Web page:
Consumer prices increased 1.9 percent from a year earlier, compared with a 1.5 percent gain the previous month, the Office for National Statistics said today in London. On the month, prices rose 0.3 percent.
The inflation rate will rise next year to about 3 percent, close to the upper limit of the government target, before dropping again, finance minister Alistair Darling said last week. The Bank of England has kept up spending on its 200 billion-pound ($326 billion) bond plan as it tries to get the rate to the 2 percent goal in the medium term and stave off the threat of deflation.
The inflation rate increased because of higher costs of fuels and lubricants, which rose 2.8 percent on the month, the statistics office said. Higher prices of second-hand cars and air transport also led the gain.
Those gains offset slower cost increases of food and non- alcoholic beverages, the statistics office said. Tesco Plc, the world’s No. 3 retailer, posted slowing sales growth this month that missed analysts’ estimates as food price inflation cooled.
Core inflation, which excludes costs of energy, food, alcohol and tobacco, accelerated to 1.9 percent in November, the fastest pace in a year, the statistics office said.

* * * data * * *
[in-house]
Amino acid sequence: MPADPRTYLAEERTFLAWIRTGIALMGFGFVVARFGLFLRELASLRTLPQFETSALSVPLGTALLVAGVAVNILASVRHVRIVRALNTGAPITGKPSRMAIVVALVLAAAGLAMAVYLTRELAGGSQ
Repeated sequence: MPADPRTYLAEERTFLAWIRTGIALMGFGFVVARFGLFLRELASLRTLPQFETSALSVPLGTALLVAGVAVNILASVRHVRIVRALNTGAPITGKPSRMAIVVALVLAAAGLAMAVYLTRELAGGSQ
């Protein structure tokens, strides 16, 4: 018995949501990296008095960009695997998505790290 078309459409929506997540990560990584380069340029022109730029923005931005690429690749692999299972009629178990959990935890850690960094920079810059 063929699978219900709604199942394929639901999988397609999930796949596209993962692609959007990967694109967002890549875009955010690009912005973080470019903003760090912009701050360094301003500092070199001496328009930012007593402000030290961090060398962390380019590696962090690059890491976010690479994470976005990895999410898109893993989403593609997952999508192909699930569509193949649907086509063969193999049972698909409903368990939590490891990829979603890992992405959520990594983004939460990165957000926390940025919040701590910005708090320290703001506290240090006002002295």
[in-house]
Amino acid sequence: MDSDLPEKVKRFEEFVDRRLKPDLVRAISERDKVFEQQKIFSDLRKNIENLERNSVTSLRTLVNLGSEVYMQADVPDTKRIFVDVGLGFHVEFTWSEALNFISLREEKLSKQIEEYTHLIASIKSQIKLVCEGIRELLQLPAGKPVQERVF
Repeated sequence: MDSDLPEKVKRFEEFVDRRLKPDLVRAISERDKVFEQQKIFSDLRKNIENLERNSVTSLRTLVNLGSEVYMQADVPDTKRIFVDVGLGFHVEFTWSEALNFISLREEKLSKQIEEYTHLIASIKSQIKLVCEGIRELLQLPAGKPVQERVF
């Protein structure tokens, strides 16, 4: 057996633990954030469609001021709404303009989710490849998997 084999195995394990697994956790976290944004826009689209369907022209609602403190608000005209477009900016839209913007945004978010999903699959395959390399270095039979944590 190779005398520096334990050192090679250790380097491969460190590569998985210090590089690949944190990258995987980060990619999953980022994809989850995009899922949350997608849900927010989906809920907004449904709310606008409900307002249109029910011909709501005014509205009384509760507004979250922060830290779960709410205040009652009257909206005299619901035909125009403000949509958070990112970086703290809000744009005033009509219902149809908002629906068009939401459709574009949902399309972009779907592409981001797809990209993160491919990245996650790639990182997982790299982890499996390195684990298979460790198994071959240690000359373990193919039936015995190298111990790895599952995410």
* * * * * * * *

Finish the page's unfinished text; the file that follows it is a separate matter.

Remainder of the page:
The Bank of England said on Nov. 11 that inflation will accelerate further before slowing below the 2 percent target. It then won’t return to the goal until 2012, the predictions show.
The retail price index, a cost-of-living measure used in wage bargaining, rose by 0.3 percent from a year earlier, compared with a 0.8 percent drop in October. The 1.1 percentage point increase in the rate was the biggest since 1990.
Bank of England policy makers kept their bond plan at 200 billion pounds for a second month last week, and also maintained the benchmark interest rate at a record low of 0.5 percent. The next decision is on Jan. 7.